In 2006, a house owned by the underlying plaintiffs was damaged by a fire. They later filed a complaint against the town of Saugus alleging that the town unlawfully demolished the house and in 2007 illegally collected costs associated with the demolition. The town sought coverage for the claim from Zurich Casualty, who denied any duty to defend.
The Zurich policy was an occurrence policy in effect from July 1, 2009 to July 1, 2010. The town argued that there was a claim of an independent due process violation (failure to abate the costs paid by the underlying plaintiffs to the town).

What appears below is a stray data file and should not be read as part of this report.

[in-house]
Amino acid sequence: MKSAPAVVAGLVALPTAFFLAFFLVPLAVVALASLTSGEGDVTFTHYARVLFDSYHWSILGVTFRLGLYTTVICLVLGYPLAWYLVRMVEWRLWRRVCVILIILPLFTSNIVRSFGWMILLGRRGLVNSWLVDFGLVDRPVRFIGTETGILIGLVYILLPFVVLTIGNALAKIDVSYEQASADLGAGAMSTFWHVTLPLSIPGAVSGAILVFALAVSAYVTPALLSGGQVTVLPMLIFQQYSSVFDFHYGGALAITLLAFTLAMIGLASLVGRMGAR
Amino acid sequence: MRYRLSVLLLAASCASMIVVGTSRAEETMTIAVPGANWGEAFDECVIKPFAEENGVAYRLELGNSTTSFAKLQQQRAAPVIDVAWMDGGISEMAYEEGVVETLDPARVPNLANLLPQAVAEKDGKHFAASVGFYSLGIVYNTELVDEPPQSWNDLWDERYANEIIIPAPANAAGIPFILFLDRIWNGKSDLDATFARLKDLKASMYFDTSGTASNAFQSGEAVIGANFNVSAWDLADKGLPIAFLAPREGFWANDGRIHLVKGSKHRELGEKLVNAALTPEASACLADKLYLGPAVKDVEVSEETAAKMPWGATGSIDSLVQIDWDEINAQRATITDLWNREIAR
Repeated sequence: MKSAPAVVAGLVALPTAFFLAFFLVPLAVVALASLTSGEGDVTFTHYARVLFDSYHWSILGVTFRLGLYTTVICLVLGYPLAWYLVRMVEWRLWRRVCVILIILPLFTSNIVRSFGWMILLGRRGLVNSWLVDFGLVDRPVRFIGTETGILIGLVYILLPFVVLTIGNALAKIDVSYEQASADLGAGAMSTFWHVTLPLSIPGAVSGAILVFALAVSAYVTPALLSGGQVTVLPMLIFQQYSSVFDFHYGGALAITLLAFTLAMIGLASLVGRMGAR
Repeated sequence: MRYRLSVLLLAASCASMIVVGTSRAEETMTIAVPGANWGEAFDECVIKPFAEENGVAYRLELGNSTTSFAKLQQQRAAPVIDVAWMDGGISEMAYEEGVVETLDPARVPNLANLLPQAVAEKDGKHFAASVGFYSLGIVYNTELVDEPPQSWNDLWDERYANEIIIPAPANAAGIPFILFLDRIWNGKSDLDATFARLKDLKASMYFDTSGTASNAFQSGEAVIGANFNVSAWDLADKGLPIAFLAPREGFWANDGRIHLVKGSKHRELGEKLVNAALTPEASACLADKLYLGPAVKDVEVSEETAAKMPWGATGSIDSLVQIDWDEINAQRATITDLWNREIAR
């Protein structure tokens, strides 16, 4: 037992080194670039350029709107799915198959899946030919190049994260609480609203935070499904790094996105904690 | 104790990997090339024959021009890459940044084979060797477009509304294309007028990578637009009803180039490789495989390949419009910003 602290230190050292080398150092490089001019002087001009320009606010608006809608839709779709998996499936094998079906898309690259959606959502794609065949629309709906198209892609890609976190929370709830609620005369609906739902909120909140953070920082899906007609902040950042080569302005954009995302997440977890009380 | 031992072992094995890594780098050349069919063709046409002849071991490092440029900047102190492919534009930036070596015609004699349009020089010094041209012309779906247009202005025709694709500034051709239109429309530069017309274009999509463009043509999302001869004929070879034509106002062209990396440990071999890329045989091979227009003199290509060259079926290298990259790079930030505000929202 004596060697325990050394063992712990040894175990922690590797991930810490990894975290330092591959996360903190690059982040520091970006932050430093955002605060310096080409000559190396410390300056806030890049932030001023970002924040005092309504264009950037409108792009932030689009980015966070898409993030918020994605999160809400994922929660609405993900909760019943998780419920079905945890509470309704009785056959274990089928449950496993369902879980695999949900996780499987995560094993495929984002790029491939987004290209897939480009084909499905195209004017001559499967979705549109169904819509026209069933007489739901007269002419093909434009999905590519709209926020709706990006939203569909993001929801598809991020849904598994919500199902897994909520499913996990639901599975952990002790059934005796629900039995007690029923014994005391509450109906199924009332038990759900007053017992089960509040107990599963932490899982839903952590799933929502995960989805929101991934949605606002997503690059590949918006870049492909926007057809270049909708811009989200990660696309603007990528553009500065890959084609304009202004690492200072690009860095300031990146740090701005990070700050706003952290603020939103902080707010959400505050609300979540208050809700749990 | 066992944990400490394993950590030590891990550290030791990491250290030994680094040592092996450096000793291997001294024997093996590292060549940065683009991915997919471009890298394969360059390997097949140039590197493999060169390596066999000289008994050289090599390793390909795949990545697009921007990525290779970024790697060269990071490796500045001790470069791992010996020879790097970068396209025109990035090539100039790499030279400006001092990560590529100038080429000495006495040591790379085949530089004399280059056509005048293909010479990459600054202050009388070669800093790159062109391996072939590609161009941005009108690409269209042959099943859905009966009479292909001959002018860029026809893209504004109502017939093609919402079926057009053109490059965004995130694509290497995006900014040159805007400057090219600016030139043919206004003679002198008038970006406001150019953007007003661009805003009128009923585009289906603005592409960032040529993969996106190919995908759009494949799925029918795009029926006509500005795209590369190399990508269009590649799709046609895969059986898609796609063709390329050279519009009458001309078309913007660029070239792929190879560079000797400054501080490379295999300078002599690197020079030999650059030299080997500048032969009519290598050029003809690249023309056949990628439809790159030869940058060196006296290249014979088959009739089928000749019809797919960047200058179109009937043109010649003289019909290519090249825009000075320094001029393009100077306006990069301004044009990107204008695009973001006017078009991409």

In Saugus v. Zurich Am. Ins. Co., __ F.2d __, 2011 WL 2311873 (D. Mass.), the United States District Court for the District of Massachusetts held that the occurrence was the actions of the town shortly after the fire, and continuing claims arising out of that occurrence did not affect the date of the occurrence. (I would have to give some thought to how that fits into a triggers of coverage analysis.) It also held that the claims were a known loss when the policy period began.